After 5 years of investigation, and a damning amount of publicly available evidence, Hunter Biden got a sweetheart plea deal from the Department of Justice. The son of the President was given a deal that would have never been offered to Donald Trump, and we all know it. He plead guilty to two misdemeanor tax violations which will probably result in a couple of fines.
He was also given a diversion program for a weapons charge. The left wants to further restrict our access to instruments of self-defense – because “something must be done.” Yet Hunter lied on a federal affidavit to illegally obtain a firearm, lost it near a school, and will face no significant consequences.
The plea deal boils down to no jail time, and nothing to discourage further bad behavior. The political right has understandably exploded with outrage.
I don’t want to downplay the significance of this plea. It is a big deal. But the outrage shouldn’t be about a crackhead deadbeat escaping justice. Hunter Biden is of no consequence to our society. But what it indicates is very significant. Our criminal justice system is broken.
I want to put the plea deal in context. I watch a lot of those forensic crime shows. I don’t recall a single episode in which the detectives at a murder scene were disappointed to find a fingerprint. That’s what Hunter Biden is – a greasy smudge on America’s window sill. His only significance is that he is also a metaphorical fingerprint – a piece of evidence exposing serious wrongdoing. The deal is further evidence that “public servants” are using the power of their offices to undermine the US Constitution.
While it remains bad when any crime is committed, it is good when evidence is left behind. If our Department of Justice is corrupt, it’s good that evidence of the corruption is mounting.
That evidence is becoming too much to ignore.
- Michael Flynn was prosecuted for the same offense that Andrew McCabe was excused for.
- Donald Trump is being prosecuted for the same offense that Hillary Clinton was excused for.
- Mark Houck faced federal charges for protesting outside an abortion clinic, yet more than 100 pro-life organizations have been vandalized with no federal response.
- Derek Chauvin was convicted for violating George Floyd’s rights for holding him down, yet Michael Byrd received a commendation for killing the unarmed Ashli Babbitt. Both Floyd and Babbitt were committing crimes. But Floyd was 6 foot 4 inches of fentanyl induced resistance, while Babbitt was a 5 foot 2 inch unarmed woman. Why was her killing excused?
- January 6 protesters are charged with insurrection for trespassing, yet agents of the FBI and CIA colluded to overthrow an elected President, and they’ve become celebrity contributors on the cable news networks.
All of this is evidence that our federal criminal justice system has been corrupted for political purposes. A clock that is only correct twice a day is not a timepiece, and a law enforcement system that only prosecutes enemies of the left is not a justice system. It has become an enemy of the republic.
Evidence matters, and it is making a difference. Politicians, pundits, and citizens are talking about the need to defund, reorganize, or radically overhaul the DOJ and FBI. Such discussions would have been considered “crazy talk” just three years ago. Now they are serious debates.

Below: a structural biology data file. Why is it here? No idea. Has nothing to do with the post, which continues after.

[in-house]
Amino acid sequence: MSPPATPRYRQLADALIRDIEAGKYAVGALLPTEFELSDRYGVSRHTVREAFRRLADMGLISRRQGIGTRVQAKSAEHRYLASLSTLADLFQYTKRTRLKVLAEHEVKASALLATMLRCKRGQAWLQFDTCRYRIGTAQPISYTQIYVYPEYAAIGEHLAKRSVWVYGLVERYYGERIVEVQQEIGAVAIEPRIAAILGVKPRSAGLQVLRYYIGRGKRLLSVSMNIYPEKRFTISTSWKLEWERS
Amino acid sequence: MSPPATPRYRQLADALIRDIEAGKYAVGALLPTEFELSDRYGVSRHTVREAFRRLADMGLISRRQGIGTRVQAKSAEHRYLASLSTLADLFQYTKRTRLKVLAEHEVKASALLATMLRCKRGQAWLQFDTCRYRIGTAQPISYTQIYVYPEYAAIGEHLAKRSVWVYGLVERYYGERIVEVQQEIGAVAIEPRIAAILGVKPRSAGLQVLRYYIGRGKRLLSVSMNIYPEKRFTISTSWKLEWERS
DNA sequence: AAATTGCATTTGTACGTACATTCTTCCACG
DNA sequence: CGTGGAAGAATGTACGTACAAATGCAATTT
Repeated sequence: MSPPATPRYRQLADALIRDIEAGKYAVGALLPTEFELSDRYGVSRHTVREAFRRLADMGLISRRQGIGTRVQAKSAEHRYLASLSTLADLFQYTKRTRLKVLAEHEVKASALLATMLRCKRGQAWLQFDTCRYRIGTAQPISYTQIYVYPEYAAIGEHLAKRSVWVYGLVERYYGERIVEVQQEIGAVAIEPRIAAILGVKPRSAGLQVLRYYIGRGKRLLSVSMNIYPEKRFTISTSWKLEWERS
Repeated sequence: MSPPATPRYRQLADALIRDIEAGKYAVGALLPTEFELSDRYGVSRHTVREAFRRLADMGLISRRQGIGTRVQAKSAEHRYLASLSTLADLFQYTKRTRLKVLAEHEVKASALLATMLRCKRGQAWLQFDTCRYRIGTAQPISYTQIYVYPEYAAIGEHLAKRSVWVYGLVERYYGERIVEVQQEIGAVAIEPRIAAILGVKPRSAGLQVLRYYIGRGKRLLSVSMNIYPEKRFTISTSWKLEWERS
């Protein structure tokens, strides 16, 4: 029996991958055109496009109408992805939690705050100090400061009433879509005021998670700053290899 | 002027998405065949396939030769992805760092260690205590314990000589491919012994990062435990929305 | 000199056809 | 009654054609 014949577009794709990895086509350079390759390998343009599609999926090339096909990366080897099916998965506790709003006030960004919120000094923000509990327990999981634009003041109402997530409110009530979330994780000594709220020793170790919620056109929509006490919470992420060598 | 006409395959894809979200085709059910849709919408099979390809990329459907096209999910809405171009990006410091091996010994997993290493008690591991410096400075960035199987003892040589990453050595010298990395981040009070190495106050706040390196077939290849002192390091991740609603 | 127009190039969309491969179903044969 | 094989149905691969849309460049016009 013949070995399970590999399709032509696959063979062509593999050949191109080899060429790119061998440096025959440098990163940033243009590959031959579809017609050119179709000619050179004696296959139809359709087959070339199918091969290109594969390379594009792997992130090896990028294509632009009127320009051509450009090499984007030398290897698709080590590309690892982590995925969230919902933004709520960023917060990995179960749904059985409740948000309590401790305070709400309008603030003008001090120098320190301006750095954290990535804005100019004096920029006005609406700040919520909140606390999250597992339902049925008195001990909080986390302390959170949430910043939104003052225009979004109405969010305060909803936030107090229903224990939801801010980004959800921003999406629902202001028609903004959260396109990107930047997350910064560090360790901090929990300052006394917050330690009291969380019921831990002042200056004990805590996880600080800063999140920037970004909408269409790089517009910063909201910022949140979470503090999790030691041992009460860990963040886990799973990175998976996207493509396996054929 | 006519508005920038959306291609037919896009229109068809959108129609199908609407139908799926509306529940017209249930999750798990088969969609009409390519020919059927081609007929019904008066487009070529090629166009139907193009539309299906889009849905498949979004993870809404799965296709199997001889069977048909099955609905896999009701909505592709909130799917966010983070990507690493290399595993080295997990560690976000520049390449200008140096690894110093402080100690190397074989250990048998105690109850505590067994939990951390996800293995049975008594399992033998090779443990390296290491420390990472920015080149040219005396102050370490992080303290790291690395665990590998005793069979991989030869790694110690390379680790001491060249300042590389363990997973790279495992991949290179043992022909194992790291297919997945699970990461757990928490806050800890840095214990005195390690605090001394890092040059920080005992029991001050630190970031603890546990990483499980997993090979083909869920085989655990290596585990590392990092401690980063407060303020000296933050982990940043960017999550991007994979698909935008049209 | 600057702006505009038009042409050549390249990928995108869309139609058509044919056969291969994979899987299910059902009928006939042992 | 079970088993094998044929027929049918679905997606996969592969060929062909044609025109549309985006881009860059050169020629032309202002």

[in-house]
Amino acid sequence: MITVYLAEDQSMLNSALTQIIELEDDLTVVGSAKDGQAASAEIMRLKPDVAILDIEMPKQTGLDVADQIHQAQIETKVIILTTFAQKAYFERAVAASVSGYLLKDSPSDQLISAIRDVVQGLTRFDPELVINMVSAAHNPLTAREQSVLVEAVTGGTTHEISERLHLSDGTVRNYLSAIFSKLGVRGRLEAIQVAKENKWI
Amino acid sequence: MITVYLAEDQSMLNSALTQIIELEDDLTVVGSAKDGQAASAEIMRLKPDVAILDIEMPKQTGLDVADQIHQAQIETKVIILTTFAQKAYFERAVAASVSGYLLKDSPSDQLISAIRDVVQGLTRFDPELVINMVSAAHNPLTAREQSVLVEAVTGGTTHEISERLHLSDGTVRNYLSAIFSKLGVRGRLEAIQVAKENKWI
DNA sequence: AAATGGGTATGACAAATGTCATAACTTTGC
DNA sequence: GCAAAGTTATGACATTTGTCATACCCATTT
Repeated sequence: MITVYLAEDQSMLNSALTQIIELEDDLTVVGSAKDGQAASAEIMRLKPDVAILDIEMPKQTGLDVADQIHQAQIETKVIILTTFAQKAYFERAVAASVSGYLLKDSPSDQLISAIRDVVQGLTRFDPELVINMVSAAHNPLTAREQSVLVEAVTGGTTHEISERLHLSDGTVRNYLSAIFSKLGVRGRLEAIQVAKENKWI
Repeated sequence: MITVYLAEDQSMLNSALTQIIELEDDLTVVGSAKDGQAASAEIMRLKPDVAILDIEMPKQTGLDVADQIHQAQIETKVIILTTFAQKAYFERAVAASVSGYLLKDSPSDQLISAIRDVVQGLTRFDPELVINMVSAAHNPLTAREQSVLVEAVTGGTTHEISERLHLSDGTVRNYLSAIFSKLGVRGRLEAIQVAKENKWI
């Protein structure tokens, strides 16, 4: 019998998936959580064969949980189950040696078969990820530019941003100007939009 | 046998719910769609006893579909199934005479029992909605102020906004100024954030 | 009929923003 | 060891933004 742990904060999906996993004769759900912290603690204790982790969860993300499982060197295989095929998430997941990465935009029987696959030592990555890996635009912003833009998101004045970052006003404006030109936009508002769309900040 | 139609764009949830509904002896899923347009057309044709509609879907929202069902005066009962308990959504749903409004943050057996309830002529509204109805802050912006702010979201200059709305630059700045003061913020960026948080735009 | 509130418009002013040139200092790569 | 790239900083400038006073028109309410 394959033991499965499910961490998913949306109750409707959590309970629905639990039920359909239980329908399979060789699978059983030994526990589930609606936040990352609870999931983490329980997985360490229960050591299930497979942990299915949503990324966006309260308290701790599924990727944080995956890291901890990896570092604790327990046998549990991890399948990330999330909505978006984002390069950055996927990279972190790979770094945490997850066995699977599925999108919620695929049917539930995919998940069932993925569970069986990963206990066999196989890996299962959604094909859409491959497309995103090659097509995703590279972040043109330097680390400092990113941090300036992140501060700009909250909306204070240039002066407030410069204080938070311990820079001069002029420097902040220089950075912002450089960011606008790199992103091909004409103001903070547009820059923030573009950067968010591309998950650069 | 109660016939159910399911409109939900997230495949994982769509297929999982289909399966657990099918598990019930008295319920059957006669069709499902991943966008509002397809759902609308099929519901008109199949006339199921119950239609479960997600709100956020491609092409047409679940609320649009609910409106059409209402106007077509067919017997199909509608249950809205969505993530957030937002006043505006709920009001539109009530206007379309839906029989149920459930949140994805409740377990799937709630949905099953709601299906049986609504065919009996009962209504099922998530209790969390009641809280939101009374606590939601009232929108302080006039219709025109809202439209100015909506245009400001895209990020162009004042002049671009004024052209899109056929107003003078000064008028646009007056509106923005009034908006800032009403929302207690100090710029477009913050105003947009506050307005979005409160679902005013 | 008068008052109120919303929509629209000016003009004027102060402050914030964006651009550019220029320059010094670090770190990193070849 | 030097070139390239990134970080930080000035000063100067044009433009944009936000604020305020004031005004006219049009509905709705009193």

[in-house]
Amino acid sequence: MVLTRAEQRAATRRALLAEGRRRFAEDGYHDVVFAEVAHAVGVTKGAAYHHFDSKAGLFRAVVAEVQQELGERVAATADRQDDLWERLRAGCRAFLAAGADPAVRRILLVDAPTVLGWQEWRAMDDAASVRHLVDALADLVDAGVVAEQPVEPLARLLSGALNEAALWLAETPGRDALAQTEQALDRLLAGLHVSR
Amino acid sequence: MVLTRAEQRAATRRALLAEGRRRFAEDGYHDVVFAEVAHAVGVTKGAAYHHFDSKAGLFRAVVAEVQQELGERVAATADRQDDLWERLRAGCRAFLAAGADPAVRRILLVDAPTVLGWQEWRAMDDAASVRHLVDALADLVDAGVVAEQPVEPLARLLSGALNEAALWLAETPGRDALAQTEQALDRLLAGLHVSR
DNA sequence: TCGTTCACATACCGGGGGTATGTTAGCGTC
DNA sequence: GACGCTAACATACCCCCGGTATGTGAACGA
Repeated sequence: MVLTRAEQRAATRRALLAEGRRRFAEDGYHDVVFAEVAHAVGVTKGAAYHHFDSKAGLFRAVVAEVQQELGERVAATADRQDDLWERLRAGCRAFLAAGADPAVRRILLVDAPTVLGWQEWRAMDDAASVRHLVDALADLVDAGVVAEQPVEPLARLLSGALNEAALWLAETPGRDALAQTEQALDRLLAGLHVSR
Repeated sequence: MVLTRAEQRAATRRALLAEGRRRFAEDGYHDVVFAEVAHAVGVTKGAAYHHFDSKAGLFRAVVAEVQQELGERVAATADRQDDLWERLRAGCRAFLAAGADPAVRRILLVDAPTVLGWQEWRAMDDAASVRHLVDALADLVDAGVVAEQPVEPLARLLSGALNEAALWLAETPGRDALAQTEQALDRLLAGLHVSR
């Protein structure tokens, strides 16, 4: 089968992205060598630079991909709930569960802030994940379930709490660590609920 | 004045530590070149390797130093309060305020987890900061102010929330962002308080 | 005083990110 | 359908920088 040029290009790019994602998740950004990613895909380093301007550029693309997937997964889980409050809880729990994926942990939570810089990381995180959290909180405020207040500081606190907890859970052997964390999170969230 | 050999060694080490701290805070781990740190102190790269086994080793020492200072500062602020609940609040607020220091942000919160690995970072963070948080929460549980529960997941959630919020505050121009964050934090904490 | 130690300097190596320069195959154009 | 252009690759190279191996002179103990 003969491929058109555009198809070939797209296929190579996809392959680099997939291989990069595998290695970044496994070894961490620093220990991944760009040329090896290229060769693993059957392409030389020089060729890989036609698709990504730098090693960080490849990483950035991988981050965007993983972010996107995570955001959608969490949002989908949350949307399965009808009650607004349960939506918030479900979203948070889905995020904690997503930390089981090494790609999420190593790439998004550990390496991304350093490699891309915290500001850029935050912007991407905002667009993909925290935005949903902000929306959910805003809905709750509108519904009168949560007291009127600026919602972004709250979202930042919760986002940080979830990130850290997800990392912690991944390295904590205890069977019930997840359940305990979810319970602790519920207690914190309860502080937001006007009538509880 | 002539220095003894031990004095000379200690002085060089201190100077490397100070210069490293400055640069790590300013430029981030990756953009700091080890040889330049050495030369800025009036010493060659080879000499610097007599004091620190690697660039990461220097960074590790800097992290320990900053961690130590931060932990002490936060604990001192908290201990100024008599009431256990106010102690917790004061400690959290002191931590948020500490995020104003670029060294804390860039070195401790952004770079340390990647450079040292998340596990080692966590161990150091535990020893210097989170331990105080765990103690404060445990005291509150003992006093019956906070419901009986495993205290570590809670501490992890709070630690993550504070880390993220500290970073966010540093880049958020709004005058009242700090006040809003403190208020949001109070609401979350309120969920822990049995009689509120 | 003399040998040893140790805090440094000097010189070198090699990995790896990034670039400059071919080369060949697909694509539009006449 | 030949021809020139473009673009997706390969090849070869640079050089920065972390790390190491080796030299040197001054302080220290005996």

According to Pew Research, only 21 percent of Americans trust the government to do what is right. A recent Rasmussen poll found that 53 percent of voters agree with the Roger Stone statement that there is “a group of politicized thugs at the top of the FBI who are using the FBI … as Joe Biden‘s personal Gestapo.” The evidence is speaking to the public – and the public is starting to listen.
Why do Donald Trump’s poll numbers climb every time he’s indicted? It’s not because we’ve developed an affection for criminals. It’s because we don’t trust the allegations of a system run by criminals. We know that FBI lawyer Kevin Clinesmith tampered with evidence. We know that the Michael Flynn prosecutors violated Brady rules by withholding exculpatory evidence. We know that the FBI and Robert Mueller team investigated Trump for 3 years without a predicate – violating his due process rights. Why should we trust such an organization’s allegations about Donald Trump?
Public opinion on our federal criminal justice system is changing, and every piece of evidence that drops is adding to our understanding of the problem. We have not heard the DOJ’s death rattle yet, but its reckoning is approaching.
There will eventually be a tipping point, when the public will demand that a correction be made. The only mystery is when that tipping point will arrive, and what form the public demand will take. Overhaul of federal law enforcement has reached the point of serious debate. With each new piece of evidence, it inches closer to being an imperative.
In those crime shows I mentioned above, the criminals invariable leave more evidence when they try hide their crimes. That’s what we’re witnessing now. The DOJ is in too deep to turn back. It’s trying to cover its corruption, and the coverup is creating more evidence – like resisting congressional subpoenas and punishing whistleblowers. The problem is becoming more evident every day. It’s impossible to know how close we are to the tipping point, but the Hunter Biden plea deal has moved us a few inches closer.
This article appeared previously on American Thinker.
Author Bio: John Green is a political refugee from Minnesota, now residing in Idaho. He has written for American Thinker, and American Free News Network. He can be followed on Facebook or reached at firstname.lastname@example.org.
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